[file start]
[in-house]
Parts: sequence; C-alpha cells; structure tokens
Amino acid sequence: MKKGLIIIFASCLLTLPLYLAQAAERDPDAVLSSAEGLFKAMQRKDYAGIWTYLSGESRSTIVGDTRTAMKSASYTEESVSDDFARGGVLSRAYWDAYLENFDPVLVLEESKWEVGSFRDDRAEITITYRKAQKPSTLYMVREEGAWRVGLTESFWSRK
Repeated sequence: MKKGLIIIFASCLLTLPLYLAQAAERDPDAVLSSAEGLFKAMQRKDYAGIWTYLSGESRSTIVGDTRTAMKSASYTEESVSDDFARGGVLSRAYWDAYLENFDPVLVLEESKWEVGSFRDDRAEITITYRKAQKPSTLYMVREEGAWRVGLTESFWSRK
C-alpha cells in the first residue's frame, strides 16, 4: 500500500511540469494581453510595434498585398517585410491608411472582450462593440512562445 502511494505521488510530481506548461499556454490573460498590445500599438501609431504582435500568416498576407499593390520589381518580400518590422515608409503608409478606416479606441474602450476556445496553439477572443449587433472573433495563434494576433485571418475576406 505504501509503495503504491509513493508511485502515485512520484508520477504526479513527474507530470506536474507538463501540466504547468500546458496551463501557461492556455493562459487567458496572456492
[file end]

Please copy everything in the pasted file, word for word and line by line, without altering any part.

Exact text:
[in-house]
Parts: sequence; C-alpha cells; structure tokens
Amino acid sequence: MKKGLIIIFASCLLTLPLYLAQAAERDPDAVLSSAEGLFKAMQRKDYAGIWTYLSGESRSTIVGDTRTAMKSASYTEESVSDDFARGGVLSRAYWDAYLENFDPVLVLEESKWEVGSFRDDRAEITITYRKAQKPSTLYMVREEGAWRVGLTESFWSRK
Repeated sequence: MKKGLIIIFASCLLTLPLYLAQAAERDPDAVLSSAEGLFKAMQRKDYAGIWTYLSGESRSTIVGDTRTAMKSASYTEESVSDDFARGGVLSRAYWDAYLENFDPVLVLEESKWEVGSFRDDRAEITITYRKAQKPSTLYMVREEGAWRVGLTESFWSRK
C-alpha cells in the first residue's frame, strides 16, 4: 500500500511540469494581453510595434498585398517585410491608411472582450462593440512562445 502511494505521488510530481506548461499556454490573460498590445500599438501609431504582435500568416498576407499593390520589381518580400518590422515608409503608409478606416479606441474602450476556445496553439477572443449587433472573433495563434494576433485571418475576406 505504501509503495503504491509513493508511485502515485512520484508520477504526479513527474507530470506536474507538463501540466504547468500546458496551463501557461492556455493562459487567458496572456492